Most folk in a room and kitchen round about here envy us, because there is only me and Da. I guess even Pizza Face, if he ever thought about anything else, but becoming Jim Baxter and playing for Rangers, with his seventeen brothers and mum and dad would begrudge us two rooms. I don’t. I envy them. Da’s at work, or the boozer. I’m not long in, jacket still wet from the rain, grey V-neck school-jumper damp at the collar, tie askew, slack on my throat, pulled aside when running, my school shorts stuck to my thighs because I’m getting too big for them and I don’t know how to ask Da for new clothes, or new shoes, because these are too tight and I’ve kicked the toes out of the right foot playing fitba. I do what I always do when he’s not in and I’m scared and go to the wardrobe in the big room where Mum kept her clothes. It is mahogany, or something, takes up a good part of the back wall, and it would give Da and one of his cronies a decent fight if they tried to lift it. Although I’d never tell anybody it comforts me and calms me looking inside the wardrobe, even when the door creaks open like a coffin in a Dracula film.
I don’t turn the light on. Mum’s clothes aren’t empty, they have left something of herself inside. I come here to hear her talking and laughing with the neighbours, dolled up in the green dress and sheer silk scarf she liked so much –she’s like a movie star gone off-screen. Everyday clothing hanging in a wardrobe. I bestow a kiss on that old thing she liked to wear when nipping to the Kippen Dairy, tan tights stuffed in a pocket, as if she’d going to reach back for them, threadbare memories no needles can sew or unpick. Blue nylon, the odour of lingering illness on a hanger. I stroke the basted hem of the pocket, the machine stitch of the zip for luck, for good or bad. I tremble at an even line of the undressed hung limply from the hanger, the swirl of blues and greens, the darkness of browns and blues, but never black, and the treasure of the body that is missing, but in smell and touch, radiate a hot iron of feelings in my chest and the breath of life. Cotton that chokes me with sobs as I rub my face against a nightgown. Her shoes are higgledy-piggledy at the bottom of the wardrobe, no left or right, no legs drawn up and joined to her feet as she sat comfy in the chair by the fire. Heart-catching, crooked smile, when I’d tried on her shoes when I was wee and paraded about the room saying I wanted to be just like her when I grew up. A door opens inside me, I steal, nimbly, from the room.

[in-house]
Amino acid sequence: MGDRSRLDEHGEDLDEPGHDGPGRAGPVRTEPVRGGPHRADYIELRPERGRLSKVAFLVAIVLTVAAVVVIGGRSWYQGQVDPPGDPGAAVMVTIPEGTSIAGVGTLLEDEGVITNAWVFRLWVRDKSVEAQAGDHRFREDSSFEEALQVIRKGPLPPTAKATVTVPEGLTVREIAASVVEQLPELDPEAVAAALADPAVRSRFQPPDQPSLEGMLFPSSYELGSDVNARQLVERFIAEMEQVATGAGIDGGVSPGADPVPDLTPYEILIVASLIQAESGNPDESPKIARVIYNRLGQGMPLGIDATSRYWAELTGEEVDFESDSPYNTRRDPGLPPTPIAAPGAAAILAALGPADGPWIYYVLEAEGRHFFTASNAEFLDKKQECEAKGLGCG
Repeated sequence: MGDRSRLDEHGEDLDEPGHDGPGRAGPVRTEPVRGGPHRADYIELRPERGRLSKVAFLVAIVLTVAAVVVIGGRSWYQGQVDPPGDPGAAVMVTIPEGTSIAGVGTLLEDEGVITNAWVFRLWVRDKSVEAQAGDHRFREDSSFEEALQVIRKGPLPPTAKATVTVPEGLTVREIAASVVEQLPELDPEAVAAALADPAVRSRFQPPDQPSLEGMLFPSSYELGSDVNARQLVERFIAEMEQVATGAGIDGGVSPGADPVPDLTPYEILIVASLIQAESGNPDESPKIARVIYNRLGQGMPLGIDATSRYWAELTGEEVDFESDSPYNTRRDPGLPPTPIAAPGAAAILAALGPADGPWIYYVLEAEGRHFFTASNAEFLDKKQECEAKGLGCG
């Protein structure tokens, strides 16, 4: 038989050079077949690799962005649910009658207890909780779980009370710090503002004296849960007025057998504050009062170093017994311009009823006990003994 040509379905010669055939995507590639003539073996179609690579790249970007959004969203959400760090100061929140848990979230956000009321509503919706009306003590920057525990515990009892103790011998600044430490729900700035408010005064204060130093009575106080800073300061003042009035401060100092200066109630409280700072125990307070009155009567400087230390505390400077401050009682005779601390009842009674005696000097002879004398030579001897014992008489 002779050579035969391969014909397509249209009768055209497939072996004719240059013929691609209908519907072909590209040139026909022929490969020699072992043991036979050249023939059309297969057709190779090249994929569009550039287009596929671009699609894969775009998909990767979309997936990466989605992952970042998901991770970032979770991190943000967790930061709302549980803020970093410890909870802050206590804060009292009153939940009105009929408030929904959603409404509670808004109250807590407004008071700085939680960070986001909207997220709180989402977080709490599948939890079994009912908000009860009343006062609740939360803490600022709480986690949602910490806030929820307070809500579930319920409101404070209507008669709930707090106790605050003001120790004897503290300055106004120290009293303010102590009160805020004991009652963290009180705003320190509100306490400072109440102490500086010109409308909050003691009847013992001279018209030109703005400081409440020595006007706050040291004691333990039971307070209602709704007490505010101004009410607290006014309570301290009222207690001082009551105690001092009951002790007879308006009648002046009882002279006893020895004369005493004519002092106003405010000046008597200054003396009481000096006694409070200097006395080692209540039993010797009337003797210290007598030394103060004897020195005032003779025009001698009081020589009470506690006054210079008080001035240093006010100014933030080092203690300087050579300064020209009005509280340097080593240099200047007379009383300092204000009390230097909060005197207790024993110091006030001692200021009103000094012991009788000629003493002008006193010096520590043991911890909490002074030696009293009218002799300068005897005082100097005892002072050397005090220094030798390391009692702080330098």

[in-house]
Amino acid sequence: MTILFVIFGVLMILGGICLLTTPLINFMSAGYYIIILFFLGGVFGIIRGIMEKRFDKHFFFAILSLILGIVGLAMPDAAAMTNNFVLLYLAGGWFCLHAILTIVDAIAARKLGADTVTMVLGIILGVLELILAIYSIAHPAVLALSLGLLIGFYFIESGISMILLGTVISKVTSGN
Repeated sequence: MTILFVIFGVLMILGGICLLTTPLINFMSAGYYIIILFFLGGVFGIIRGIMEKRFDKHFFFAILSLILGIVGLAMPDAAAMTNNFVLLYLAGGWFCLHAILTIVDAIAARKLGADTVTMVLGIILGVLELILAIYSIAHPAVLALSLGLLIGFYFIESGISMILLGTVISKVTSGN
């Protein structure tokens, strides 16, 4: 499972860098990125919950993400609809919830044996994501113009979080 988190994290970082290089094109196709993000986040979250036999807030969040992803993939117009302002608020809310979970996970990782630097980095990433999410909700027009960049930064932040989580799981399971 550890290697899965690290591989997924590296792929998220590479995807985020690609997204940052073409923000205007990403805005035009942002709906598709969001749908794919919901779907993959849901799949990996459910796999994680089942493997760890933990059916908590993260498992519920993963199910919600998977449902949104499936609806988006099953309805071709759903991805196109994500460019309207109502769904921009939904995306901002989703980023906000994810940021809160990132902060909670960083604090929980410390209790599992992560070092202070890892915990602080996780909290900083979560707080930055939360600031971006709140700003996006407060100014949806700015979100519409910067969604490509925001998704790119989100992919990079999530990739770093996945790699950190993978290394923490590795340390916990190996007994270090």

Dr Who is on the telly soon. Da is in sooner. He fills the sink with cold water, not heating it in pots as Mum would have done. He’d already pegged the coat to the outside door, like a black hole to the outside world. He strips without fuss his soiled jersey and shirt and vest and quickly washes and takes a shine off engrained dirt. Playing the white man he kicks off his boots and steps out of trousers, washing quickly down there, where nobody would see. He lets the water drain and refills the sink. He follows me through to the living room to dry himself at the hearth and stick on his best clobber, which is primed, waiting for him on the arm of the chair. White shirt and tartan-green tie, dark Sunday suit and polished brown brogues. He combs his hair leaning over the hearth till it clung to both sides of his head like wing mirrors. His face was ruddy and rude with health. Rain hit the panes like a handful of change thrown at a wedding.
He picks up the poker and drives it into the piled coal. Shadows jump and flames leap more wildly than any special effects in Dr Who.
Eases himself into the chair by the fire. His eyes open and he sniffs and snorts. ‘Whit happened?’
‘Cybermen are chasing Dr Who.’
‘Oh, aye, that’s right.’ He acts as if he’s forgotten and not fallen asleep. Eyes glittering, a bit of a bead in him.
‘Let’s get some dinner, boy.’ He’s swung his body sideways in the chair, elbow digging into the armrest furthest from the fire to give him leverage, digging deep into his back pockets for notes and coins. ‘Chips,’ he says, ruffling my hair.
I ignore him elbows on the floor, chin in his hand, concentrating on Dr Who. until I know for sure Dr Who, has no chance of escape, is going to be killed and the theme music comes on.
In his left hand a Woodbine, half smoked, ash falling to the floor. He took another drag. ‘It’s always chips, innit?’ And the way he says it, smacking his lips, makes you know it’s special because he’s got money and it’s not a problem.
‘Aye.’ I turn around to look at him, grinning.
‘Get me a fish supper then.’ He hands me the money. ‘Get whatever you want – and get yourself some ginger and some sweets.’
He is staring into the fire, finishing off his fag, when I leave.